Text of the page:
Faithful Name Calling
There’s quite a lot of name calling in this week’s gospel reading from Matthew. Name calling is not generally the sort of thing we associate with Jesus, and this particular example feels harsh: he called a woman a dog (at least by implication). While he didn’t mean this with the same sense borne by the English idiom, it still wasn’t a sweet thing to say, and don’t we all like our Jesus to be sweet?
There are other names used in this passage too. The woman used “Lord” and “Son of David.” These are personal titles, names that apply to Jesus individually. They reference Jesus’ power and authority, as well as his messianic role and his fulfillment of Israel’s story. With the names she used, the woman was acknowledging something specific about Jesus and asking for him to step powerfully into her life.
Jesus used several names too. There’s “lost sheep” and “children,” in addition to “dogs.” These are not personal titles. They are collective names, metaphors used to describe the contours of salvation offered by the God of Israel. With the names he used, Jesus was not saying anything specific about the woman herself. Rather, he was explaining how God’s favor and grace came first to his chosen people of Israel.
Jesus was speaking to a key theological issue, namely the relative positions of Israel and the Gentiles in the plan of salvation. In contrast, the woman — who was a Gentile herself — was simply speaking to Jesus. Speaking directly to him, she overcomes the collective categories. What happened in this story is that promised blessings made to God’s chosen people, “the house of Israel,” were made available to a Gentile though the one person Jesus.
Jesus’ ministry beyond Israel did not negate God’s promises to the people of Israel, it was rather an extension of those promises. That’s why Jesus was so explicit about the sheep and children (the people of Israel) and the dogs (the Gentiles). He went to some length to explain that the blessings and power in His name were a fulfillment of God’s work among his chosen people. God had not changed his mind and chosen new people. God had not gone back on his promises. What was different in this story is that now, through faith in Him (v. 28), even those outside the covenant with Israel could receive God’s blessing.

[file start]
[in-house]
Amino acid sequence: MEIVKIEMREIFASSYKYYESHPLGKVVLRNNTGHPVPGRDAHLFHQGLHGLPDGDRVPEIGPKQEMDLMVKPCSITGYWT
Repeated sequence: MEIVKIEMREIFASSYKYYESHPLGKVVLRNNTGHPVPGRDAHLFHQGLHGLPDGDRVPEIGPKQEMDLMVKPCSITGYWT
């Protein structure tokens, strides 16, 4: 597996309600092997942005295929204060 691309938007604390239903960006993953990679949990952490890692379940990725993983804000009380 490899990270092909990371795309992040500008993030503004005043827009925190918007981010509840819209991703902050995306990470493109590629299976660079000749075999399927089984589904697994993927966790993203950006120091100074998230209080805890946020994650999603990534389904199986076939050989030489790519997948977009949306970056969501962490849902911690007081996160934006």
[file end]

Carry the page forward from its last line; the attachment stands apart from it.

This week’s reading from Romans explores similar themes. Paul was writing some thirty or more years after Jesus’ conversation with the Canaanite woman. In that time, many Gentiles had embraced the good news about Jesus Christ, and many Jews had rejected it. Paul was struggling to account for that — how could this be so, if the Israelites were God’s chosen people? Had God rejected Israel? By no means, Paul writes. The gifts and calling of God are irrevocable.
Our churches today are nearly entirely Gentile, so much so that the “Jew and Greek” distinction means very little to us. We hardly see the world through Jewish categories of identity, and so we don’t often spend our time anxiously wondering about the relative positions of Israel and the Gentiles in God’s plan of salvation. But it does matter very much that the Father kept his promises and sent his Son, born of the house of David, to the people of Israel. It matters because God’s promise of salvation to us Gentiles in the name of that Son is only worth anything if God keeps his promises.
That Jesus would emphasize the priority of Israel to the very face of a woman in deep suffering is a reminder of how serious God is about the promises he makes. No, it’s not really a sweet a story; but Jesus is more than sweet. Jesus is faithful.
The Rev. Andrew Van Kirk